Good Time (2017)


Some movies manage to prevail simply with forward momentum and a progression that ultimately engages the viewer by making them wonder, “Exactly how the hell are these people going to get out of this?”  You may not necessarily like the characters and potentially could experience exhaustion, but it’s in service of simply wanting to see how it all comes together or how it ultimately falls apart.

GOOD TIME is more than that though the curiosity of mounting predicament is certainly one of many reasons to experience this wild ride. The film begins in tight close-up of the mentally disabled Nick having to endure a series of questions presented to him by his social worker.  The audience is asked to be a part of the slow process to the point of discomfort.  Then the session is interrupted by Nick’s brother, who clearly wants more for his brother than long-term inpatient treatment.  Anyone can relate to the desire for more out of life, and that’s how the filmmakers create compassion for this difficult duo.  Unfortunately, Nick’s brother isn’t too bright in hatching up a way to hit the road and buy a home for a fresh start.  It leads to a downfall in which Nick becomes incarcerated.  From that point forward, the film is all about an immediacy of the “moment” where we instantly side with the imperfectly fallible.  There is little backstory or exposition and the Safdie brothers know how to craft a compelling narrative with realistic characters dealing with difficult circumstances of their own making and the awareness of needing an exit no matter what.

Connie Nikas (Robert Pattinson) has one tumultuous night through Queens as he attempts to correct his mistakes and bust his brother Nick (co-director Ben Safdie) out of jail following a bungled bank robbery. He first attempts to cover the bail money by turning to his partner (Jennifer Jason Leigh) who also lacks some semblance of emotional maturity. But another wrinkle occurs when it is revealed that Nick is under police supervision in the hospital. Connie plows forward with his impulsive plan, but it becomes more and more obvious that he is not going to pull off his plan, with law enforcement closing in and random unpredictability finding a way to mess with him. By the time an amusement park setting comes into play, and a particularly cringe-inducing choice to make someone look like the criminal, you realize that there is also some deeper insights into societal expectations at play as well.  The Safdie brothers are smart enough to know when to inject mirth, some harsh reality, all while brilliantly constructed moments of suspense grab you by the throat.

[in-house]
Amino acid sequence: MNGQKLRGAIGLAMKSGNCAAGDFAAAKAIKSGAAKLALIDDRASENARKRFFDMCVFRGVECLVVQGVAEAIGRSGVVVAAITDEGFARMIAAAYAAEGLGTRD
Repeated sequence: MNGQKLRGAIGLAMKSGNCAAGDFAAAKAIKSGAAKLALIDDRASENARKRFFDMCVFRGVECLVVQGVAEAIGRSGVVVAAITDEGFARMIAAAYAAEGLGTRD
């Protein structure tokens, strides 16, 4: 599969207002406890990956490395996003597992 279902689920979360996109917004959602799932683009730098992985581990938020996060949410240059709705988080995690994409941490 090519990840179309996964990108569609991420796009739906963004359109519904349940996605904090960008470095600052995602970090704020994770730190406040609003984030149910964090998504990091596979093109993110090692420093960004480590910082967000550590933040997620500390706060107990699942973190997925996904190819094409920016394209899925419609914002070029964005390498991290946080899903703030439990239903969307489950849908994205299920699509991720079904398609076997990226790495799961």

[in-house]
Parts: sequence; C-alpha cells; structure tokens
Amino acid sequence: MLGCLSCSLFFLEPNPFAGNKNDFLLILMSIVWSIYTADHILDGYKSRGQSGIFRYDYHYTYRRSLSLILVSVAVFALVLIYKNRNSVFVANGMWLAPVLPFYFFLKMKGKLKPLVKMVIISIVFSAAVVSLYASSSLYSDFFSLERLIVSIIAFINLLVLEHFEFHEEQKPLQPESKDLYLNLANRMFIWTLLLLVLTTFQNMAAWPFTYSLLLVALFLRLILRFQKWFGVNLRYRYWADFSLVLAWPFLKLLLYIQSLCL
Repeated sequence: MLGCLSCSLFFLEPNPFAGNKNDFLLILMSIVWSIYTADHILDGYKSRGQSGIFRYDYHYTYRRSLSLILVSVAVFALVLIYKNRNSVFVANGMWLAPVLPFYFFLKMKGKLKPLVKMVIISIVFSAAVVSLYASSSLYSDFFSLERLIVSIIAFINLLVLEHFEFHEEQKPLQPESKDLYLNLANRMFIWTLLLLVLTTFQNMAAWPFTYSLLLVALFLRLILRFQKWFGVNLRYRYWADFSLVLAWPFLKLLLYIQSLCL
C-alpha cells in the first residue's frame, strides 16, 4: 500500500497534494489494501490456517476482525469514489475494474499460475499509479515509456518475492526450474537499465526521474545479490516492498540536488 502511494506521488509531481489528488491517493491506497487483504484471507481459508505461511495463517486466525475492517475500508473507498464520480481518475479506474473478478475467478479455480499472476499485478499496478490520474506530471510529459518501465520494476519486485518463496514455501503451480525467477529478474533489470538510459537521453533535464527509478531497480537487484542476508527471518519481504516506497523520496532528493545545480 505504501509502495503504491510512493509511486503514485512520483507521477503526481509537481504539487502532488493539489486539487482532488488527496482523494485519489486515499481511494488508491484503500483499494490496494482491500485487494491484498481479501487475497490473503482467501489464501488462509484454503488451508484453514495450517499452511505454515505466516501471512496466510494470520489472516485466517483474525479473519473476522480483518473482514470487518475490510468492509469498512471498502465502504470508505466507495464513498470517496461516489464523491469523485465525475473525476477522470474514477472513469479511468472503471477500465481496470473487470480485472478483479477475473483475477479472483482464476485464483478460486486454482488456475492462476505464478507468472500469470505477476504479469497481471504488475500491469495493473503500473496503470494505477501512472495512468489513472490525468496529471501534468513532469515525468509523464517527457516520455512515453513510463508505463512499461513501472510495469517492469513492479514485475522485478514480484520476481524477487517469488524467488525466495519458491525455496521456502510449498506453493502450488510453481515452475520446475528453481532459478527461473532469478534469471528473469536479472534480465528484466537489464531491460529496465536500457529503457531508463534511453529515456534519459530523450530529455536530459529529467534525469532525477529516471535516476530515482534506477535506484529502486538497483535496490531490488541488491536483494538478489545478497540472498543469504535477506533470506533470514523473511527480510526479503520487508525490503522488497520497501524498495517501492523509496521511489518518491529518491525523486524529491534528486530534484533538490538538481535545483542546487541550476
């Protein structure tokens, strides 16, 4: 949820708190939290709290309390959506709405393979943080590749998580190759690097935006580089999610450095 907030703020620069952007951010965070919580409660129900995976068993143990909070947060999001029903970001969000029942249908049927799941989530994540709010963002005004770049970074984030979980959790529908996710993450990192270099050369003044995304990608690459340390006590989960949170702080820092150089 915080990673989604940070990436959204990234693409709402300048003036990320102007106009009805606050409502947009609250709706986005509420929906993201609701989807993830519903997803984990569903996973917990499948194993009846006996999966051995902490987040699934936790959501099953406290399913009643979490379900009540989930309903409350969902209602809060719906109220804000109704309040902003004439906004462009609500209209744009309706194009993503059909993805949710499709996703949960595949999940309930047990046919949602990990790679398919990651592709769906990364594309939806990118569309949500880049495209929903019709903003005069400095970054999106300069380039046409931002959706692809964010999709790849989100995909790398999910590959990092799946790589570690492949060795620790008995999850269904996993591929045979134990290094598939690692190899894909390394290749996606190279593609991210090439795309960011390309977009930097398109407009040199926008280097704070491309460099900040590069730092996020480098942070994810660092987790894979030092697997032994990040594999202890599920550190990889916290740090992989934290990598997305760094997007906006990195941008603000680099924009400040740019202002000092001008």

It all adds up to a night that wouldn’t seem out of place in Scorsese’s AFTER HOURS combined with the relentless energy of Joe Carnahan’s NARC.  A lot of the film is shot in tightly framed close-up to make you feel you are side by side in these environments.  It doesn’t necessarily feel claustrophobic but anxiety-inducing and uncomfortable nonetheless.  It’s a low budget film shot quickly, often basked in grainy handheld shakiness that manages to compel rather than induce a sense of nausea.  The same can be said of their last accomplishment HEAVEN KNOWS WHAT, which took a cliche story of drug abuse and co-dependence taking the viewer into a world that felt authentic and expeditious.  This feels like a step forward mainly due to the performances and the sheer fact that it’s impossible not to get caught up in the plights and offbeat delights throughout.  There is some dark humor but mainly, a lot of darkness on display as we inhibit the nervous journey of Connie’s desperate act(s). 

Robert Pattinson is a remarkable revelation here, never overplaying that desperation like he’s a living jittery Monster energy drink.  He’s found the perfect balance of menace and brotherly tenderness to bring Connie to life.  There was a sense of worry during one moment later in the film when a character asks Connie about his potentially troubled past.  This script is smart enough not to drown us in history for Connie is all about the present and getting through the night.  Which puts us in that same fractured but energetic mindset of making sure all goes according to plan and we kind of want to see this admittedly “bad” guy succeed.  Sadly, the momentum cannot be sustained and I think I left the theater wanting a little bit more than what the final act provides us with.  That minor setback aside, this is definitely a film that deserves to be seen with an audience late at night, to gauge the collective anxiety of their reaction.  Also any cinephile is likely to bask in awe of how these two brothers crafted an experience that feels real, surreal and consistently intriguing as each scenario becomes more intense than the last.  If you need only one reason to give this your time, it should be for Pattinson’s ability to take us on a ride and infusing his desperation with depth rather than melodrama.  GOOD TIME is more of an insanely wild time that will leave you winded.  It also cements the Safdie brothers as one of the more exciting pairs of directors working today.   B+

James Laczkowski